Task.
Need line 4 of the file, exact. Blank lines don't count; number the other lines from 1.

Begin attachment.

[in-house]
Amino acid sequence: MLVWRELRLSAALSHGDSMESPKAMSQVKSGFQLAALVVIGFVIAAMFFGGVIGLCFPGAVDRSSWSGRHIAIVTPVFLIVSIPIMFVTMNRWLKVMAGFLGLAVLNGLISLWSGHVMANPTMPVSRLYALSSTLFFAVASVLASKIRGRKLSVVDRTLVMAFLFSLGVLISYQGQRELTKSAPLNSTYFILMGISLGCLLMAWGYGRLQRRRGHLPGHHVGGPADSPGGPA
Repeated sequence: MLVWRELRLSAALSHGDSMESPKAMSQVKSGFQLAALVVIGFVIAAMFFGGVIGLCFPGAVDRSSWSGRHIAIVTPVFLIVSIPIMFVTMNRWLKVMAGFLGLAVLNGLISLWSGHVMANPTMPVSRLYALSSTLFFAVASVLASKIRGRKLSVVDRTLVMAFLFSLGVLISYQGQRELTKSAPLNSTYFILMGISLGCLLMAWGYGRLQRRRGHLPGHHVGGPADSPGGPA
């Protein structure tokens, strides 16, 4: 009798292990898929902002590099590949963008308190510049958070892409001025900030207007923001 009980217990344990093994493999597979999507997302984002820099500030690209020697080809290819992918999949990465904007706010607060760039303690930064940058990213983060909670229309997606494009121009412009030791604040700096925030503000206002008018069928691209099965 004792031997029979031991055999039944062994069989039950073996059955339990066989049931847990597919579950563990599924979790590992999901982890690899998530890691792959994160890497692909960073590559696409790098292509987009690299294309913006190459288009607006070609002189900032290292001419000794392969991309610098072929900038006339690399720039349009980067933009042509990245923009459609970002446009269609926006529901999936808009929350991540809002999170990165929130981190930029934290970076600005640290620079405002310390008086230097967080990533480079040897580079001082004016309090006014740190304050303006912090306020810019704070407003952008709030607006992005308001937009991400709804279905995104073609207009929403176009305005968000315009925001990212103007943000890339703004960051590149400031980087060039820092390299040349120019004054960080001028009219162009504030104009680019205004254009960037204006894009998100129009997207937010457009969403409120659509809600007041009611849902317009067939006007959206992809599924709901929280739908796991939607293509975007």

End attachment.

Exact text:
């Protein structure tokens, strides 16, 4: 009798292990898929902002590099590949963008308190510049958070892409001025900030207007923001 009980217990344990093994493999597979999507997302984002820099500030690209020697080809290819992918999949990465904007706010607060760039303690930064940058990213983060909670229309997606494009121009412009030791604040700096925030503000206002008018069928691209099965 004792031997029979031991055999039944062994069989039950073996059955339990066989049931847990597919579950563990599924979790590992999901982890690899998530890691792959994160890497692909960073590559696409790098292509987009690299294309913006190459288009607006070609002189900032290292001419000794392969991309610098072929900038006339690399720039349009980067933009042509990245923009459609970002446009269609926006529901999936808009929350991540809002999170990165929130981190930029934290970076600005640290620079405002310390008086230097967080990533480079040897580079001082004016309090006014740190304050303006912090306020810019704070407003952008709030607006992005308001937009991400709804279905995104073609207009929403176009305005968000315009925001990212103007943000890339703004960051590149400031980087060039820092390299040349120019004054960080001028009219162009504030104009680019205004254009960037204006894009998100129009997207937010457009969403409120659509809600007041009611849902317009067939006007959206992809599924709901929280739908796991939607293509975007």